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Import eclipse windowbuilder project to netbeans

 
Peter Ream
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I was not sure whether to post this here or in the beginning java forum. Let me give you a little bit of background. I am very new to java. I wrote my first java program while reading about java. The program is a golf handicap program (add scores, course, etc. generate all aspects of a handicap). I wrote this using eclipse IDE. I used tabbed panes for all my panels and absolute layout (I got that from a youtube GUI tutorial). I completed the project. As I read more about java, I decided I took the wrong approach. I decided card layout with different layouts (not absolute) would be better. I have finished the project a second time. The card layout worked out well. I still have a little tweaking to do. The hardest part was developing my panel layouts. For the majority, I use border layout intermixed with gridbag layout. I could not get what I wanted through eclipse windowbuilder, so most of my panels are home built. Some I can see pretty accurately in design mode, but mostly not. I like the idea of using windowbuilder for basic design and then tweak manually. I have now entered phase 3 of my process, try netbeans instead of eclipse. Maybe it will have better panel design? I would like to use what I have already done. I thought I read somewhere where you cannot import an eclipse windowbuilder program into netbeans. Is that true? I would like to try my program with development in netbeans without reinventing the wheel. I've tried a simple GUI tutorial in netbeans and like what I see. Any help would be greatly appreciated.
 
Les Morgan
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NetBeans has an import eclipse project option in the file menu, what that will do with the auto-code I haven't a clue, auto-code has always been a problem in every IDE I have ever used when converting from one project format to another. When it comes down to it, if you can get a ".java" file, then you can include that in your source in your new NetBeans project.
 
Peter Ream
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Les Morgan wrote:NetBeans has an import eclipse project option in the file menu, what that will do with the auto-code I haven't a clue, auto-code has always been a problem in every IDE I have ever used when converting from one project format to another. When it comes down to it, if you can get a ".java" file, then you can include that in your source in your new NetBeans project.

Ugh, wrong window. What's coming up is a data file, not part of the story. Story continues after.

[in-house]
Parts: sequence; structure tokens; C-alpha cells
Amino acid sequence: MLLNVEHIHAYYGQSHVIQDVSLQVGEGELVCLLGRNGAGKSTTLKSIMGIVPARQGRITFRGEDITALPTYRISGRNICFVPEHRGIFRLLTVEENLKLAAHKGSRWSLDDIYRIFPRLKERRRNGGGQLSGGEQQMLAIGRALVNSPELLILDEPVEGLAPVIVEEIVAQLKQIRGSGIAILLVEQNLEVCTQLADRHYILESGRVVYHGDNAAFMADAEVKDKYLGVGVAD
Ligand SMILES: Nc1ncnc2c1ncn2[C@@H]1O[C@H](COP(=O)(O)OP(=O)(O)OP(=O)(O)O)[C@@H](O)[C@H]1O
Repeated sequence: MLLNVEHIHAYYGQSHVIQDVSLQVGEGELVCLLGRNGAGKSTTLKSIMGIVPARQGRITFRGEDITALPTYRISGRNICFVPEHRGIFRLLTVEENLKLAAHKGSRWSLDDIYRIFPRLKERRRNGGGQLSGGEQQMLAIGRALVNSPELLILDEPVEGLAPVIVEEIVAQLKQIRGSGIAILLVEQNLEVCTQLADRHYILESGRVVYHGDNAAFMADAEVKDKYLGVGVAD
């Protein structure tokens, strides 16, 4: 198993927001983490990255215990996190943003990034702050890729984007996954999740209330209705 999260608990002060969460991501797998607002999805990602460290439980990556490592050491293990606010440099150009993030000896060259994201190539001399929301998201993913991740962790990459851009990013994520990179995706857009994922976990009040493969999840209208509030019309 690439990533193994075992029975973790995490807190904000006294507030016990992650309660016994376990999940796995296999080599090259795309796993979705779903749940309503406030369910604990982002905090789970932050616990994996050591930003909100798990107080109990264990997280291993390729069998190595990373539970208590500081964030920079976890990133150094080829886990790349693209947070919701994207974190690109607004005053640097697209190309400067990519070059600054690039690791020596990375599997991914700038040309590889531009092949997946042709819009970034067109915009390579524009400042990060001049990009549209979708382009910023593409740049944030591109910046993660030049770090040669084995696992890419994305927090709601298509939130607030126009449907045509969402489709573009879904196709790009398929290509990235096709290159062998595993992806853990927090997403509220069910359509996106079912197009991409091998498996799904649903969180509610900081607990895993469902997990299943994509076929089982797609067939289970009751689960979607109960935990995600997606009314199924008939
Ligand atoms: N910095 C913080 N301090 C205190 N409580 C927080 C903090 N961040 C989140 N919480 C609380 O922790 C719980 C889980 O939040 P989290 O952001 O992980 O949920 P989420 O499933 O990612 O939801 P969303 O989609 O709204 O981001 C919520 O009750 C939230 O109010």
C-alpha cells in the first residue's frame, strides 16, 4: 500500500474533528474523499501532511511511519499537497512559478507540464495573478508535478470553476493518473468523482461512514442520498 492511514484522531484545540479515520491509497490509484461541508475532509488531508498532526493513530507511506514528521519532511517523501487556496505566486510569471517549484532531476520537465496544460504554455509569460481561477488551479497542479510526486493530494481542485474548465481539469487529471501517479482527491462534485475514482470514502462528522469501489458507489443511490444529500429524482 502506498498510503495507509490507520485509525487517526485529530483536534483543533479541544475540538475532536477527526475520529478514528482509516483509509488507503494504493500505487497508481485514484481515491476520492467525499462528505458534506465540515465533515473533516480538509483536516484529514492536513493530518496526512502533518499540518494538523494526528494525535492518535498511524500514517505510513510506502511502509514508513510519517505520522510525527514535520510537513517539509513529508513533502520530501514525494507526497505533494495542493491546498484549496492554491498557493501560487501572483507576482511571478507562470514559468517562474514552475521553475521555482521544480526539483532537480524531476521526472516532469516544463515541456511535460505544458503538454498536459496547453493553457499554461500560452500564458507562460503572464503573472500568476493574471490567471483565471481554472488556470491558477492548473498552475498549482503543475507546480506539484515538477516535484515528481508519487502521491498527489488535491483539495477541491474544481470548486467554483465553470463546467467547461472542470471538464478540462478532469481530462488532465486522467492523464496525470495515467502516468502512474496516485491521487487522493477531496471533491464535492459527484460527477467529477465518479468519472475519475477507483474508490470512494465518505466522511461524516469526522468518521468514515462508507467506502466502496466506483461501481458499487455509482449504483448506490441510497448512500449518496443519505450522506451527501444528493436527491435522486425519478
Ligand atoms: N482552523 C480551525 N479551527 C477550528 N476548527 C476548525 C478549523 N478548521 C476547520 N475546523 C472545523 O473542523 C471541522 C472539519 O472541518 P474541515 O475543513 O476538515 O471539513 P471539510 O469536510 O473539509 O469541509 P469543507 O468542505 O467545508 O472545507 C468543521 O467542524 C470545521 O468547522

I guess by auto-code, you mean what the design functions of eclipse and netbeans produce. I have imported eclipse programs, but have been unable to get any of this "auto-code" to import. In eclipse, you can open any previously written code with "open with" and select "WindowBuilder Editor" and the "auto-code" is generated. Nothing like this in netbeans?
 
Les Morgan
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Yes BetBeans has an auto-coder too. Auto-coding is a problem across the board when you want to change development tools. I have never seen auto-code that translates well from one development system to another. In NetBeans you can remove your code from the autocoder and then maintain it in a ".java" file along with the rest of your code. I'll assume that Eclipse will do the same. Once you do that though, it will not longer be maintained by the autocoder.

BTW: the autocoders produce some of the ugliest code I've ever seen, possibly why they don't like to import eachother's work.

Peter Ream wrote:
Les Morgan wrote:NetBeans has an import eclipse project option in the file menu, what that will do with the auto-code I haven't a clue, auto-code has always been a problem in every IDE I have ever used when converting from one project format to another. When it comes down to it, if you can get a ".java" file, then you can include that in your source in your new NetBeans project.


I guess by auto-code, you mean what the design functions of eclipse and netbeans produce. I have imported eclipse programs, but have been unable to get any of this "auto-code" to import. In eclipse, you can open any previously written code with "open with" and select "WindowBuilder Editor" and the "auto-code" is generated. Nothing like this in netbeans?
 
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